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Asylum exhibit tour stirs emotions

The Community Foundation staff and some of its donors had the opportunity to tour what went on at the Asylum, out of the public view.

The History Museum at the Castle invited us to tour the exhibit “Asylum: Out of the Shadows” on Monday, a day when the museum is closed to the public. The exhibit does tell of horrible activities at the county-owned home for the mentally ill, developmentally disabled and elderly in a much darker time in health care.

Panels in the exhibit tell of forced sterilization and practitioners using insulin, hot and cold water and electric shock as therapy for depression. Trust funds kept for the support of residents were pilfered by administrators for personal gain. In its 40 years of operation, few of the about 480 people committed there ever walked free again.

The first-person accounts of the residents and staff members come alive through testimonials performed by members of Attic Theater and available to listen to on your smartphone through headphones by downloading a free app.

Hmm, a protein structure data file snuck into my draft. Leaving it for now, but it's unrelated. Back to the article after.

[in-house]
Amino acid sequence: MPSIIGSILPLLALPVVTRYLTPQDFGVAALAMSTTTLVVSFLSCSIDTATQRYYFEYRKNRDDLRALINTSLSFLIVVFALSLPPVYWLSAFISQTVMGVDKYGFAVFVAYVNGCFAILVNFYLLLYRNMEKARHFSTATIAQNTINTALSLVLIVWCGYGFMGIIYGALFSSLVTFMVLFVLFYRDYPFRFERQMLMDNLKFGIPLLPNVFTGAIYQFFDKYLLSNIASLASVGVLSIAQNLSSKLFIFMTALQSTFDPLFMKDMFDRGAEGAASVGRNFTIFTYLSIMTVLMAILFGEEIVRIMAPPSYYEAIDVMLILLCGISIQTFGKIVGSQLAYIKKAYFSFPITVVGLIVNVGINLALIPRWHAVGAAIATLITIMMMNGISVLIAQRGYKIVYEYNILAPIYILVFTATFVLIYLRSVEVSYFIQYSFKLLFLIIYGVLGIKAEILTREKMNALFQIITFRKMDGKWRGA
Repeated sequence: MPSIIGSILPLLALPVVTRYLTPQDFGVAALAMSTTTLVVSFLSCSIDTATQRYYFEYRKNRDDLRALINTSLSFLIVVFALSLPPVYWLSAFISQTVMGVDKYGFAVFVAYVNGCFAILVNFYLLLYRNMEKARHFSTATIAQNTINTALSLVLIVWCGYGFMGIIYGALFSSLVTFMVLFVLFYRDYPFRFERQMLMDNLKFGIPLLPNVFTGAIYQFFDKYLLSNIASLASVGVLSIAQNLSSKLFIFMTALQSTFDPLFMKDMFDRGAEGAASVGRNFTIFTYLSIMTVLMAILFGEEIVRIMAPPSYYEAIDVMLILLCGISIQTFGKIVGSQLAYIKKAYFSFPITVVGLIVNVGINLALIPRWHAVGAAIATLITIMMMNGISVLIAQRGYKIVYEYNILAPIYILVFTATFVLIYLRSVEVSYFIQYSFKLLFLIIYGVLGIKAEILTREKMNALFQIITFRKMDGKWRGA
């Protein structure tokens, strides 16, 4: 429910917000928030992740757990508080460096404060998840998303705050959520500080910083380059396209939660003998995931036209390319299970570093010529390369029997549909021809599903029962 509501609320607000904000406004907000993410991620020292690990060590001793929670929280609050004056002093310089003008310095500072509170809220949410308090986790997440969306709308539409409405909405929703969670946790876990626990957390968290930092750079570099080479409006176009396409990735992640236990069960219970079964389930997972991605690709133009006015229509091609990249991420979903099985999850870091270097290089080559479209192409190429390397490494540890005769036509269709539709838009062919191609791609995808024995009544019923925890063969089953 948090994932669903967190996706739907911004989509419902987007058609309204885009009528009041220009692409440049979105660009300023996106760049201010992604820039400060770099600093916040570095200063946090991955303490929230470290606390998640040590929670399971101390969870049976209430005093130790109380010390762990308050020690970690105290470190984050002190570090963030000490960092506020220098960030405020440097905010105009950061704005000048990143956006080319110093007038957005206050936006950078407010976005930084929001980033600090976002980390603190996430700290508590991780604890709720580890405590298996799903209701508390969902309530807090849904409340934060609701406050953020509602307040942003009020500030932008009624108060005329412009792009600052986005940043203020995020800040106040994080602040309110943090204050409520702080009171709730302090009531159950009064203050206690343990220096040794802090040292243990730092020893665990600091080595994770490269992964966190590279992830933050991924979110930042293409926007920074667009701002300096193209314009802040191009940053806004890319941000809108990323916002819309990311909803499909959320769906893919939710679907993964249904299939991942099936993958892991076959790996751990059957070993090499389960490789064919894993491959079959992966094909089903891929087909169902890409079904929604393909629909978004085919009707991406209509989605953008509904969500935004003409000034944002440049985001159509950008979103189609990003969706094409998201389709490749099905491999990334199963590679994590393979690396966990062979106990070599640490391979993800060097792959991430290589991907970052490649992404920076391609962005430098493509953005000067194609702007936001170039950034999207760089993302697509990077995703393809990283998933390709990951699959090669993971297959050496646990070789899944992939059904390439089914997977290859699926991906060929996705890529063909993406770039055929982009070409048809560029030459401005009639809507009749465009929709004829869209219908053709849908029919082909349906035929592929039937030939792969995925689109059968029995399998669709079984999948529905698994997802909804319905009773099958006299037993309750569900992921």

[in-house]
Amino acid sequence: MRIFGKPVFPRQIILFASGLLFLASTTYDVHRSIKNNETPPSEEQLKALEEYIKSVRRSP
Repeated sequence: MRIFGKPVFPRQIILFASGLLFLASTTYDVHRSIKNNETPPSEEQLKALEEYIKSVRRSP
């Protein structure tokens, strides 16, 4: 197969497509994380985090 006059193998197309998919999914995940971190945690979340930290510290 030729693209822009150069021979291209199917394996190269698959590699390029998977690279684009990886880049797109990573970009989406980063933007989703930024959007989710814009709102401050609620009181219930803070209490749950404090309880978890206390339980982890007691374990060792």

A $25,000 Arts & Culture grant from the Community Foundation made use of the cutting-edge exhibit technology possible.

Community Foundation donor Shelby Knezel listened to a nurse tell of her experiences at the asylum.

“I’m so impressed with the courage it would have taken at that time to speak out,” Shelby said.

The first-person accounts, combined with the collaborative role local mental health agencies played in providing information about the mental illnesses and modern treatments, makes the exhibit more effective.

“I was almost overwhelmed,” she said.

Matt Carpenter, executive director of the History Museum at the Castle, said he expected to endure some losses in admissions by deciding to take on the serious and challenging topic of life in the Outagamie County Asylum.

After all, the museum was coming off a year that included the very fun and popular neon signs exhibit, so attendance for 2016 was likely to fall short.

In fact, Carpenter said, 3,400 visitors have already seen and attendance is running 21% above the same period last year and 42% above the five-year average.

Brewster Village, the county-owned nursing facility located near where the asylum once stood, couldn’t present a sharper contrast. Its approach of designing “neighborhoods” of patient rooms has brought designers from around the country to study it.

Shelby said a relative’s stay at Brewster Village was a very positive experience, in sharp contrast to the story told by “Asylum: Out of the Shadows.”

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